I’ve been freelancing for 4 years now with clients all over the globe, 2 years of that full-time.. Here are the tools I would call essential for any freelancer (or at least, one that works like me)…
1. Tools to Get Paid
This really should be the first thing you do.
I set up my business so I can accept payment in whatever form my clients want to pay.
The first thing I did was to get a separate business checking account. I have mine through my local credit union. Once I had this, I could accept cash or traditional checks from customers and clients. I’ve found the bigger the company, the more likely they are to want to “cut a check” after I send my invoice.
Both are free. PayPal lets me accept payment from anyone all over the globe. Plus it has an invoicing tool built in.
Wave Apps is also free and also has a built-in invoicing tool. That one lets me accept credit or debit cards from clients. Money is then transferred to my bank account within two business days.
Between PayPal, Wave, and my business checking account, I’m set up toaccept payment however my clients want to give it to me.
2. Tools to Communicate/Collaborate
Second, communicating is essential. I use G Suite, which (for $5/month), gives me a hosted Gmail account, tons of cloud storage space in Google Drive, plus Docs and Sheets, which I use often.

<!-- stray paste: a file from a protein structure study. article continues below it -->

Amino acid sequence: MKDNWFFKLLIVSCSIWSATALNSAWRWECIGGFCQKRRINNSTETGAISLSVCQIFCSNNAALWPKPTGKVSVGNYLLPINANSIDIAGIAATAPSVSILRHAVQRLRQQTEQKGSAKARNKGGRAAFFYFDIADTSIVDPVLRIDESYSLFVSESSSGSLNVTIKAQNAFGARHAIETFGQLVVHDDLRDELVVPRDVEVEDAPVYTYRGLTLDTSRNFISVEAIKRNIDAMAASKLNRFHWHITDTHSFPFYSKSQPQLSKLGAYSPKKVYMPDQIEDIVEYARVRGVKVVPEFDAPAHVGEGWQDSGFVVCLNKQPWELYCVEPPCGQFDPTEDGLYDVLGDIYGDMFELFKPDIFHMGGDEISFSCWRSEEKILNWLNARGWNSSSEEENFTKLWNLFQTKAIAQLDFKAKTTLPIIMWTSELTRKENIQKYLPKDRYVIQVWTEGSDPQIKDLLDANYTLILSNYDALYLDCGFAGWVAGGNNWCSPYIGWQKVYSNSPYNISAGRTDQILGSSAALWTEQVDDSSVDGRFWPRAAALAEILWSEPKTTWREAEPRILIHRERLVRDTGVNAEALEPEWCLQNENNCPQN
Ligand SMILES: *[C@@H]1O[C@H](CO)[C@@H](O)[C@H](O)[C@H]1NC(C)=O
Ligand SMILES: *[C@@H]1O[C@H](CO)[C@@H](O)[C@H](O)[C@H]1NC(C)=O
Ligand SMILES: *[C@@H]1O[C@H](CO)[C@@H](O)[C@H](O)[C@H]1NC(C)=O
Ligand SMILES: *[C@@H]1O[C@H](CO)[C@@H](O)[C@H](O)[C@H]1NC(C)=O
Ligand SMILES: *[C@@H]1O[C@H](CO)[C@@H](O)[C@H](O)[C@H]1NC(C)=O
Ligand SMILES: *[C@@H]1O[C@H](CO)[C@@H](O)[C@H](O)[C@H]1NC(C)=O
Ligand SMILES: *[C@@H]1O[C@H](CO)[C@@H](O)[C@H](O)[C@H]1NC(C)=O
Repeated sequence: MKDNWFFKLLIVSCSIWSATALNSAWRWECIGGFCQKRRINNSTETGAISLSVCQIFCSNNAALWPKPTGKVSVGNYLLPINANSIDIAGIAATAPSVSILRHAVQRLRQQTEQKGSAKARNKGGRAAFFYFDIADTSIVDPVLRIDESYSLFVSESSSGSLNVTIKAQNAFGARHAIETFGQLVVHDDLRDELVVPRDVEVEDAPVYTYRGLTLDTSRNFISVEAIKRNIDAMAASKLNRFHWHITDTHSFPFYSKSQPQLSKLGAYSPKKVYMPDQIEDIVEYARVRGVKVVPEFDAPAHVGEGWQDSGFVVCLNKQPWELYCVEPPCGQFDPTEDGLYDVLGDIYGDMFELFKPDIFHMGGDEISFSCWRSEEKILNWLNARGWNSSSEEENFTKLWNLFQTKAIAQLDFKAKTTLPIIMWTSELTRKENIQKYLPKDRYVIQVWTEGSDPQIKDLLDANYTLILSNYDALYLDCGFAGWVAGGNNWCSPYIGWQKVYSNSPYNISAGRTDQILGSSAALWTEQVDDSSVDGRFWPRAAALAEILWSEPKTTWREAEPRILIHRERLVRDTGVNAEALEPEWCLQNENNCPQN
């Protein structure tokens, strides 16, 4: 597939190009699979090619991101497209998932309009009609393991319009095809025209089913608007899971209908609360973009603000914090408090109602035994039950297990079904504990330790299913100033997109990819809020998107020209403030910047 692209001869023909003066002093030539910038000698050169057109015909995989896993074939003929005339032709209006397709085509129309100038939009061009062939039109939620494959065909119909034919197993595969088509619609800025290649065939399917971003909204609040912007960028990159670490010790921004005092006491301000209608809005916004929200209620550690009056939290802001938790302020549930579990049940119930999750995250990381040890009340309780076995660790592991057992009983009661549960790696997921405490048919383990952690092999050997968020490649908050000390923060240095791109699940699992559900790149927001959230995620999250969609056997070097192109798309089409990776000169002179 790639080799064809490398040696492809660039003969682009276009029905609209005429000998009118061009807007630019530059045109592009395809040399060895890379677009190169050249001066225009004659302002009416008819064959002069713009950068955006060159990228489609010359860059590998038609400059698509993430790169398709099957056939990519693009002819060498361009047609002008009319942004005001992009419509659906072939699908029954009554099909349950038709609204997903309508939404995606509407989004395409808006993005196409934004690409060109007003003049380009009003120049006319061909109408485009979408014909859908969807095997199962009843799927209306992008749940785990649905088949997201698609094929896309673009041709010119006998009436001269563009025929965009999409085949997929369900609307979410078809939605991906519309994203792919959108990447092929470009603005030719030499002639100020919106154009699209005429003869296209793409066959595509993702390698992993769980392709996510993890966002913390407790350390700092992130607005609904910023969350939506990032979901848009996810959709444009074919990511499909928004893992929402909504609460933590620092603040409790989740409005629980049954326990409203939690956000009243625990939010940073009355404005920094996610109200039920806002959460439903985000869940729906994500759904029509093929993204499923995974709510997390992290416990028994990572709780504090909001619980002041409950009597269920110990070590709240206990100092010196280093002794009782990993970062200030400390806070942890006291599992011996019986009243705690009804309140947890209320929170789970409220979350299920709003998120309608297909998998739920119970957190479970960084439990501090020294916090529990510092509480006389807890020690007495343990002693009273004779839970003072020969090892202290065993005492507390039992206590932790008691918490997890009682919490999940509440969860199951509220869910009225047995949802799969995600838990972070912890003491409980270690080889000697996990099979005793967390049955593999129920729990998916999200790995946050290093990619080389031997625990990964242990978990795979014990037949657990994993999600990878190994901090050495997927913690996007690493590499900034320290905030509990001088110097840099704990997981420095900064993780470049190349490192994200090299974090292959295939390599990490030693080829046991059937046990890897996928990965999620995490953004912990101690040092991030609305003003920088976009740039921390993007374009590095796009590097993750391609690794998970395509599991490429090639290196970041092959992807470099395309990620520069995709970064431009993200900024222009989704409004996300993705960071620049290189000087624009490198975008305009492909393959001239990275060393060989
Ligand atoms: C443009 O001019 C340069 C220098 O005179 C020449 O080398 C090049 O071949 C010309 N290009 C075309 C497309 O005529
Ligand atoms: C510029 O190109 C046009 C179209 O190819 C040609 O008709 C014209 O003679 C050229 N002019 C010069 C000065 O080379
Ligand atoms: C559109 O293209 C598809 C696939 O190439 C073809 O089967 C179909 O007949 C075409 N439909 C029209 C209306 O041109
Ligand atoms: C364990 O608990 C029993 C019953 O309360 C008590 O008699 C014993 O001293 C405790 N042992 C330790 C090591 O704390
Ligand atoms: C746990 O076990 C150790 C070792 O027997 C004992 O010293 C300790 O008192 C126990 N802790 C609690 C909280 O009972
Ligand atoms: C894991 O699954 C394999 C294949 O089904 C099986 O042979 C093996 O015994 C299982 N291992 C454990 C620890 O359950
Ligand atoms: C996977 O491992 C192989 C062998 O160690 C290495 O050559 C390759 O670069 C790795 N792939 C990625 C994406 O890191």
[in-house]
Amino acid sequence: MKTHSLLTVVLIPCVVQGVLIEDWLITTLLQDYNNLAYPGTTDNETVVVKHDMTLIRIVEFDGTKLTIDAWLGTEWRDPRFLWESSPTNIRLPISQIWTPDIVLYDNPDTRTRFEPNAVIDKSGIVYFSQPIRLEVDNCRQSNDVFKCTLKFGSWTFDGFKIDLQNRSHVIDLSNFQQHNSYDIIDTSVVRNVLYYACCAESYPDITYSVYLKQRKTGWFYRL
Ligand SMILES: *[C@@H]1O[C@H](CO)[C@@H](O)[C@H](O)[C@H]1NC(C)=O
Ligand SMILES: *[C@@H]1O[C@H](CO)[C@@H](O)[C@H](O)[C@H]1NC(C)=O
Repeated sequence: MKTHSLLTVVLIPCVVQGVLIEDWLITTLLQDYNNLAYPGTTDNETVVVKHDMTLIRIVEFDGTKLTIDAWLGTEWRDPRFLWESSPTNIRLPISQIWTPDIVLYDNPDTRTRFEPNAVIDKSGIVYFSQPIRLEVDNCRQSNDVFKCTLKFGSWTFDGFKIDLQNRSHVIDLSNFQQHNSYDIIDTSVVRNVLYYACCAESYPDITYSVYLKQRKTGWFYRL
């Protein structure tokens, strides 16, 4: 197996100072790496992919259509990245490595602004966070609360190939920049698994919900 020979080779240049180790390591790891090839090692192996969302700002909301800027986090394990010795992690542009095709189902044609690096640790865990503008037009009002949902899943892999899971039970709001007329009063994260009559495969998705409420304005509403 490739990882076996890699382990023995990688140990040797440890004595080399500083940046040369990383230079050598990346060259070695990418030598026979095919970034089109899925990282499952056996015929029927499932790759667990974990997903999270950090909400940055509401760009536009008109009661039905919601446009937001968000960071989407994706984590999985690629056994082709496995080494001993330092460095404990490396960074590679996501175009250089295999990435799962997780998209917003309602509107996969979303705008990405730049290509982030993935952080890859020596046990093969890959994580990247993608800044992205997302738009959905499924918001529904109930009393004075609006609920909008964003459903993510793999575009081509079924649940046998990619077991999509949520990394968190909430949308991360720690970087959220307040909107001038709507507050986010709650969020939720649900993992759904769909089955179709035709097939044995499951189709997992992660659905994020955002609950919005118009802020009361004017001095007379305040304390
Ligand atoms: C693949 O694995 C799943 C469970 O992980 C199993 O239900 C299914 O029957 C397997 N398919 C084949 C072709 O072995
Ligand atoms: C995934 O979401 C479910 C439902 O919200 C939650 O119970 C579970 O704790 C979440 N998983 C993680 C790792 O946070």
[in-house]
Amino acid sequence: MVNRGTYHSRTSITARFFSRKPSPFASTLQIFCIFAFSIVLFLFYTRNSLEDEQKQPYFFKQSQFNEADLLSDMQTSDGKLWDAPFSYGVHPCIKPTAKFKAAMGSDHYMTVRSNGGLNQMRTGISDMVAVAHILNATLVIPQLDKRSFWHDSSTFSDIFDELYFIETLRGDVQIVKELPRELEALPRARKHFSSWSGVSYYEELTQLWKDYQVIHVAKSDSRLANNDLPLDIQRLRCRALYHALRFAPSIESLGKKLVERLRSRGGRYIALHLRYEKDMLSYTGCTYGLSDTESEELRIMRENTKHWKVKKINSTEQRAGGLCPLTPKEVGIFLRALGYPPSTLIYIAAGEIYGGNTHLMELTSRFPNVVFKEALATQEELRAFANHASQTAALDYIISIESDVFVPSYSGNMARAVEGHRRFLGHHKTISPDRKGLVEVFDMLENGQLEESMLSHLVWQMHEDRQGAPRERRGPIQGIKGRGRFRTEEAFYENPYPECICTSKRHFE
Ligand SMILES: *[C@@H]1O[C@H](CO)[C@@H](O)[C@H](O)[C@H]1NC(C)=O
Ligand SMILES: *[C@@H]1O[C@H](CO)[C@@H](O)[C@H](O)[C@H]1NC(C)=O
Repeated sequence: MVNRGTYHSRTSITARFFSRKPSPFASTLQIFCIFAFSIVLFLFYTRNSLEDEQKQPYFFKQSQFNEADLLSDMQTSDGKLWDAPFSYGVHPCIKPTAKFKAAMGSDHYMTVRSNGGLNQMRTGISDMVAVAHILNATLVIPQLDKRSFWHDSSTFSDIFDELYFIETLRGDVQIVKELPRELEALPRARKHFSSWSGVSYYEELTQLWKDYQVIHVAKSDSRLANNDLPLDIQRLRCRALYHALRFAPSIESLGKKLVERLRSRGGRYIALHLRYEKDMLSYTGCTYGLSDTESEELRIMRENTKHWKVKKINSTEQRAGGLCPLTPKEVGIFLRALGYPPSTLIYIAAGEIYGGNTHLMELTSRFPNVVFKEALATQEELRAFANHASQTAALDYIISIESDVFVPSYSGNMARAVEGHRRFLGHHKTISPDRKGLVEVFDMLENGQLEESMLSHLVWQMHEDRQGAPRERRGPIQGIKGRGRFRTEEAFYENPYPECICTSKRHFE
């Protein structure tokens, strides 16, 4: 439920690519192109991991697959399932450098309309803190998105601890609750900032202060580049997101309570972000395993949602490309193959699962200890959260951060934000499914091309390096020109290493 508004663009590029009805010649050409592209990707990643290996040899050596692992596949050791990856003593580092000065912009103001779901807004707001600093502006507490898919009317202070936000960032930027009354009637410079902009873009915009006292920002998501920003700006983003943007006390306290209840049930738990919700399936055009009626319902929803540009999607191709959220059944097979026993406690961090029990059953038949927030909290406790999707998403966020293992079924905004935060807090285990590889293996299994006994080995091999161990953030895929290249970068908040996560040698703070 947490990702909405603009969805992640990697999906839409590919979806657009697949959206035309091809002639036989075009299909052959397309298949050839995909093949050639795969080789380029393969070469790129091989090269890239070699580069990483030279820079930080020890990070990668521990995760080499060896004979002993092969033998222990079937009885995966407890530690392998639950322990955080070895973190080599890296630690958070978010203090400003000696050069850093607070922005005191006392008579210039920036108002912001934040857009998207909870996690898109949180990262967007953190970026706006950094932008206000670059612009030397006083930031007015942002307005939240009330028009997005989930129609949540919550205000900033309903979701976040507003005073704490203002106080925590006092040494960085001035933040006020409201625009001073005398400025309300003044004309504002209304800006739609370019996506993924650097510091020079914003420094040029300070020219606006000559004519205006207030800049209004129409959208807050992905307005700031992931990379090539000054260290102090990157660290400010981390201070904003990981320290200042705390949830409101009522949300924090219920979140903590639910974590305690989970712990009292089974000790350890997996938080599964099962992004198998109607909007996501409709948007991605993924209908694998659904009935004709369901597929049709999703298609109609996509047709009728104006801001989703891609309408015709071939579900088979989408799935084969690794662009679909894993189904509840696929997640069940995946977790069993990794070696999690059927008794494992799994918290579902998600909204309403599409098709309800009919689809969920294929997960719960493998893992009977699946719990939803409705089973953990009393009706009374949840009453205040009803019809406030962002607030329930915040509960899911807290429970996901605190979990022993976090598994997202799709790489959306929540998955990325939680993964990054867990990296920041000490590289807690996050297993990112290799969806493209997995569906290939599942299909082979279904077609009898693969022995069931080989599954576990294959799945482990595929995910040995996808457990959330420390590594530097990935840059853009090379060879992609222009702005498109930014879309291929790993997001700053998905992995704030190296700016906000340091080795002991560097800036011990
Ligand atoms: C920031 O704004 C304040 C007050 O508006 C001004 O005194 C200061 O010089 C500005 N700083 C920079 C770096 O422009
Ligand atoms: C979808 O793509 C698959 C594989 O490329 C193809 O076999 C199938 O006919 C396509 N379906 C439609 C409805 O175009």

Gmail is my default communication tool. In Docs and Sheets, I often use the commenting feature as well to collaborate with clients as we’re working on a client.
3. Tools to Track Your Time
Third, track your time. Do it even for projects you’re not charging as hourly. That way you can track your profitability as well as you effort. You’ll find there are some clients who eat up way more time than others. When I see that trend, I try to replace the needy clients for better ones. But I’d never know to do that if I wasn’t tracking my time.
Toggl is a straightforward “turn it on, turn it off” timer. Gmail Time Tracker is made by a company I work often with and respect a great deal. It’s fully automated and works in the background of my email. It tracks how long I spend reading and writing emails to each individual client:
4. Tools of Your Trade
Finally, get the best tools of your trade that you can. For me, since I’m a writer, it’s tools like:
You may have different tools, depending on what you do as a freelancer. But my recommendation is to get the best ones you can. This is your work we’re talking about. To me, if there are tools out there to make my work quicker, better, and faster, they’re worth it.